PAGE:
The initial theme of the series was the colour blue and water.    At the heart of each painting is an abstract landscape viewed from a boat across the water to the coastline.     Along the way and upon reflection each painting added to the story of man’s relationship with and how we live by the water.  

We anchored on islands, down creeks and beside beaches where nobody goes, impossible to get to other than by boat, where nature is huge, wild, untamed.   You begin to feel very small and start to live simply, and you begin to notice the smallest things.     As everything is designed and informed by mathematics, so nature organises itself in pure geometric forms.    

Repetition of shape and form is everywhere: from the way the tide recedes; cracks and fissures in rocks, repetitive tangles of jungle, and the roots of mangrove trees.     

On Curlew Island, two sailing days east of Mackay the tides are amongst the highest variation on the Eastern Coast (of Australia), sand bars revealed tidal pools with regulated patterns of triangles.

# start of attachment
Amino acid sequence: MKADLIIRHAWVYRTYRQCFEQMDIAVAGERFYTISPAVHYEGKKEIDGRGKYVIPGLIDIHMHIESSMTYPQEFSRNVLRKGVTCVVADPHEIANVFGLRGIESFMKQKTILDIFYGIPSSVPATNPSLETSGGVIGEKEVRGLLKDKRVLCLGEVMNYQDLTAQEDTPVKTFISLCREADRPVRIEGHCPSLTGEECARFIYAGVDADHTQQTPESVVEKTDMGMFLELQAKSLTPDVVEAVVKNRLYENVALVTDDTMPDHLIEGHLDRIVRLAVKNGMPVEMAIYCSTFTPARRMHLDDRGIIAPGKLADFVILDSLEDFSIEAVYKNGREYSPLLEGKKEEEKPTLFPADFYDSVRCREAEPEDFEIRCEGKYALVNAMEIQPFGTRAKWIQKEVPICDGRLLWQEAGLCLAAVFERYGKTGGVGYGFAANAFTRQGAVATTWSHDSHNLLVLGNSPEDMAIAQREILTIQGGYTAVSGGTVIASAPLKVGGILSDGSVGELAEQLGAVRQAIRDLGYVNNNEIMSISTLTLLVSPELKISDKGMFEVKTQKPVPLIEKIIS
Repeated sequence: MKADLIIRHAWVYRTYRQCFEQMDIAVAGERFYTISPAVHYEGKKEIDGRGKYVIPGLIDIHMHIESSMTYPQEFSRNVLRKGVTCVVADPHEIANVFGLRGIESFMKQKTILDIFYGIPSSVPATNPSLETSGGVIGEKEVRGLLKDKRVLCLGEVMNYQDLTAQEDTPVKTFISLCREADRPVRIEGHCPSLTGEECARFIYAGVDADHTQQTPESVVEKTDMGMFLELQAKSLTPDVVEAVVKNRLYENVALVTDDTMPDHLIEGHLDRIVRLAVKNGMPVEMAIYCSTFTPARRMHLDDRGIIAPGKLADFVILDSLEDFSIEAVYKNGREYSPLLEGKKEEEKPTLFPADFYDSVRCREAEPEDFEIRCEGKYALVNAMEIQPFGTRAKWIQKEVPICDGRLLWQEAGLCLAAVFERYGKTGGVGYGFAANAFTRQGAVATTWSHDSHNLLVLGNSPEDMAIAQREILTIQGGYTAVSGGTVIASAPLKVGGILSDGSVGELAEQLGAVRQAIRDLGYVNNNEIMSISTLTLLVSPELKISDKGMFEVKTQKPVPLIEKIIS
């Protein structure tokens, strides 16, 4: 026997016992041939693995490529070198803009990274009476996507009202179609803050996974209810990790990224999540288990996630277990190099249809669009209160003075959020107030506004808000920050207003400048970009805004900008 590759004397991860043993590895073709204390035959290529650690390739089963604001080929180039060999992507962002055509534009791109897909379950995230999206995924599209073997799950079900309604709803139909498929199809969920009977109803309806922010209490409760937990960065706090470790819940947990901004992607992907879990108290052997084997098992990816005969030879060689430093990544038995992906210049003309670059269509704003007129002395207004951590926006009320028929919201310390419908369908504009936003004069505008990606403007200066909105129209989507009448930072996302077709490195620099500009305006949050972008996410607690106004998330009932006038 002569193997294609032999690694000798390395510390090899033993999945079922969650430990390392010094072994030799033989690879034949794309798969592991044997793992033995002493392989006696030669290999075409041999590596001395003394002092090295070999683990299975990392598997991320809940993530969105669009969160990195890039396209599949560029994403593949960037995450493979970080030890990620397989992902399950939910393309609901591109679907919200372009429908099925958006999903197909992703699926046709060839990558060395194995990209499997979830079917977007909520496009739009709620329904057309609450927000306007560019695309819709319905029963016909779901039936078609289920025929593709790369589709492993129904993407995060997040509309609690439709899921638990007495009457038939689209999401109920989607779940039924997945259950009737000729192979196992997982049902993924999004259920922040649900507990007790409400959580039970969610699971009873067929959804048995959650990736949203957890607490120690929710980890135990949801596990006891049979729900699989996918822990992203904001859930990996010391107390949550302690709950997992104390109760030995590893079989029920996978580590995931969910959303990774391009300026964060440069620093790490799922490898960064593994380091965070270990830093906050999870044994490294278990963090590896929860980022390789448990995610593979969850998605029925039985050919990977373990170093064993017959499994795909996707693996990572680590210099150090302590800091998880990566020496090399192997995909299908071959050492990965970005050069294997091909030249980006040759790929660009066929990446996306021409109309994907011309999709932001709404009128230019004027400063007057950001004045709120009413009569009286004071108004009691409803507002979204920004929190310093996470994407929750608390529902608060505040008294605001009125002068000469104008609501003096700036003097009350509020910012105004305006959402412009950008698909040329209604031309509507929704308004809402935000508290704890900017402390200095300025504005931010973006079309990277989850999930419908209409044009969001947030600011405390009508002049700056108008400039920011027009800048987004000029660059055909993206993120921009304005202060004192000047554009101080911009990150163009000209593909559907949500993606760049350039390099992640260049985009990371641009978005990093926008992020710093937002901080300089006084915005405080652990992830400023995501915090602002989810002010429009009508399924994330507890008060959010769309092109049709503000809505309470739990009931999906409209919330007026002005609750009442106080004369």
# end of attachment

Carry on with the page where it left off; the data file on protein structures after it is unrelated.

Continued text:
These and other forms and lines began to emerge in the paintings. 


I played with thick opaque whites in the under layers and then broke up the areas into geometric forms.   Transparent glazes of blues and yellows were layered to capture the drama and separation of land and sea seen from the perspective of a tiny boat looking back to land.      These areas of highly glazed colour feel almost “poured” into jug-like vessels such as tea pots or vases.

Presenting the landscape as a series of geometric planes is a metaphor for man’s ongoing attempts to tame and control nature. I added very simple child-like shapes and colours to suggest how small we humans are within the greater scheme of nature.


Water and the Colour Blue

“Space Walk” by Lemon Jelly (listened to at night under the stars)
Islands, headlands around The Whitsundays
Beaches and bush of Noosa National Park
Jungle habitat from Palm Islands to the Daintree and all the islands in between